Townsend, Thomas quoted in Press Herald article on Gulf of Maine water temperatures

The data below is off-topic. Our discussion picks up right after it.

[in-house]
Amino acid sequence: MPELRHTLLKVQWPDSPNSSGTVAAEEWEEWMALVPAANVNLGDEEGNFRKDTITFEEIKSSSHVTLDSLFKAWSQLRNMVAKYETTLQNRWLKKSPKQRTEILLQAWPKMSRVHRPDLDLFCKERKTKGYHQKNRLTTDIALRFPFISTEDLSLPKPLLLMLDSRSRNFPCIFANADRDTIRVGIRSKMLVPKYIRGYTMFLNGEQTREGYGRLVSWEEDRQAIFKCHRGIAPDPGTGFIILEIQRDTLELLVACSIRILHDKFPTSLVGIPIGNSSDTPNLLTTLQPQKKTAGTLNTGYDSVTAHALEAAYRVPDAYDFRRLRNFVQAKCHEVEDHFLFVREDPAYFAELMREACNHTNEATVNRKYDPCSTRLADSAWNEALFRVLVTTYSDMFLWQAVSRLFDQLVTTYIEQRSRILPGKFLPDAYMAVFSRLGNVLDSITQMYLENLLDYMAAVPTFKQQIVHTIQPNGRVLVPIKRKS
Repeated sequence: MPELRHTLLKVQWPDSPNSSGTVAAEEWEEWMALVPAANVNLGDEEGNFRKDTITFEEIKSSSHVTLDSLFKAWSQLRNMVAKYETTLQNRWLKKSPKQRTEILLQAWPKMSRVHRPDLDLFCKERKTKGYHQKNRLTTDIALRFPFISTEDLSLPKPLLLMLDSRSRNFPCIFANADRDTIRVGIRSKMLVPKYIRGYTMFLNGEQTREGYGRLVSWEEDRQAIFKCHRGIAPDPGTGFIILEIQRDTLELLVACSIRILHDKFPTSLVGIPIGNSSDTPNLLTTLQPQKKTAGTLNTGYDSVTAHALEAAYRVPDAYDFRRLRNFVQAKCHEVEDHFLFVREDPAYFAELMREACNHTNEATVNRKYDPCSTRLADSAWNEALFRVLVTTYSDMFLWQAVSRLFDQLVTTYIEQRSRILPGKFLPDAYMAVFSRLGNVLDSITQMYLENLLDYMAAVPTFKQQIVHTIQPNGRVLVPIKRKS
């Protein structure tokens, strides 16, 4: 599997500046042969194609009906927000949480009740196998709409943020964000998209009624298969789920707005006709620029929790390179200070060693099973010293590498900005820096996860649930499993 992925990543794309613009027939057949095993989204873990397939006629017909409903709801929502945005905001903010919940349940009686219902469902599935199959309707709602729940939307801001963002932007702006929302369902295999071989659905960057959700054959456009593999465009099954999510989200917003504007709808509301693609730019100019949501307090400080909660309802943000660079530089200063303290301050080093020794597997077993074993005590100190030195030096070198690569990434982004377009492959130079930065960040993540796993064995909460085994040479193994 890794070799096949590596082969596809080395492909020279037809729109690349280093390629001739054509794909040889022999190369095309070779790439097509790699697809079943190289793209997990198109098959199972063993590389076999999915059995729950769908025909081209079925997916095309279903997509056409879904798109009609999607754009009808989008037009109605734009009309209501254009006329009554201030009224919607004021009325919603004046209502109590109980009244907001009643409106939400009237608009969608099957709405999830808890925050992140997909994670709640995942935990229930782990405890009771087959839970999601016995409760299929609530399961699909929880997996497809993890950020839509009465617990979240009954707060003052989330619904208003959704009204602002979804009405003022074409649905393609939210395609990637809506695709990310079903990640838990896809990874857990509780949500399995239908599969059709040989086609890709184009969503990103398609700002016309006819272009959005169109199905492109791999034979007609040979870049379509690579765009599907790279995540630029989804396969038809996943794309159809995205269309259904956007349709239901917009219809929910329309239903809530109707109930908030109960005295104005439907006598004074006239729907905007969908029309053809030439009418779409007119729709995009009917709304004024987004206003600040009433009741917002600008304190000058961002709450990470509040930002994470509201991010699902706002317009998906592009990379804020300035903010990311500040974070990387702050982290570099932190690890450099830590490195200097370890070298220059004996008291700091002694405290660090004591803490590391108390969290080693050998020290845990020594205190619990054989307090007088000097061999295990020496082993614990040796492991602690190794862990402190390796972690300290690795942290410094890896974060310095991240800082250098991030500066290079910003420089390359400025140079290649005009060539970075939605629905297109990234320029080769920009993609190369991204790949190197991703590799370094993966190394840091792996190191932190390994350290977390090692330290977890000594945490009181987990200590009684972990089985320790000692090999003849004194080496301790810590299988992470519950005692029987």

University of Maine oceanography professors David Townsend and Andrew Thomas were quoted in a Portland Press Herald article titled, “Deep current of record-breaking warm water causes concerns for the Gulf of Maine.” Canadian scientists have measured record-breaking temperatures in the deep water flowing into the Gulf of Maine, prompting concerns about effects on marine life, according to the article. Maine-based researchers said they also have been seeing indications the Gulf has been filling with unusually warm water in recent months, though it remains unclear exactly when the influx began and what the effects will be, the article states. Townsend said the likely culprit is “reduced intensity of the Gulf Stream, increased frequency of warm core rings off New England and Nova Scotia, and Arctic melt water flows from the north.” Since the event doesn’t involve surface waters, it isn’t connected to local air temperatures, he said, but rather to global warming-driven changes to ocean currents. Thomas said the Gulf Stream appeared to be farther north than usual. “What water is sitting right off the entrance of the Gulf of Maine at a given time is really decided by a battle between warm slope water coming from farther south and cold slope water coming down the Scotian Shelf, and whoever wins that battle is going to get into the Northeast Channel and the Gulf,” he said. The Sun Journal also published the article.